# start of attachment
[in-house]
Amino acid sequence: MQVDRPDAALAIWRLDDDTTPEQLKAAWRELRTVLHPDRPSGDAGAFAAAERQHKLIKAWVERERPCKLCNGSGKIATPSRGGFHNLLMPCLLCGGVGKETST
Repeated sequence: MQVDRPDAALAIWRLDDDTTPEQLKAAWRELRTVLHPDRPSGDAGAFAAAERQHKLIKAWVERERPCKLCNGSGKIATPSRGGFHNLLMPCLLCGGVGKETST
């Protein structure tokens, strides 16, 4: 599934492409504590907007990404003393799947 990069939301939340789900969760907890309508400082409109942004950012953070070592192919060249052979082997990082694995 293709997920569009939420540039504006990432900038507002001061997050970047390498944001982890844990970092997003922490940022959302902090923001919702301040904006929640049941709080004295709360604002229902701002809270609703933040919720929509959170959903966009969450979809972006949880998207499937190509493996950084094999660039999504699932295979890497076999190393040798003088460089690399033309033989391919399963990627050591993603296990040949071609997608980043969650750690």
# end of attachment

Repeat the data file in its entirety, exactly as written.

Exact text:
[in-house]
Amino acid sequence: MQVDRPDAALAIWRLDDDTTPEQLKAAWRELRTVLHPDRPSGDAGAFAAAERQHKLIKAWVERERPCKLCNGSGKIATPSRGGFHNLLMPCLLCGGVGKETST
Repeated sequence: MQVDRPDAALAIWRLDDDTTPEQLKAAWRELRTVLHPDRPSGDAGAFAAAERQHKLIKAWVERERPCKLCNGSGKIATPSRGGFHNLLMPCLLCGGVGKETST
């Protein structure tokens, strides 16, 4: 599934492409504590907007990404003393799947 990069939301939340789900969760907890309508400082409109942004950012953070070592192919060249052979082997990082694995 293709997920569009939420540039504006990432900038507002001061997050970047390498944001982890844990970092997003922490940022959302902090923001919702301040904006929640049941709080004295709360604002229902701002809270609703933040919720929509959170959903966009969450979809972006949880998207499937190509493996950084094999660039999504699932295979890497076999190393040798003088460089690399033309033989391919399963990627050591993603296990040949071609997608980043969650750690």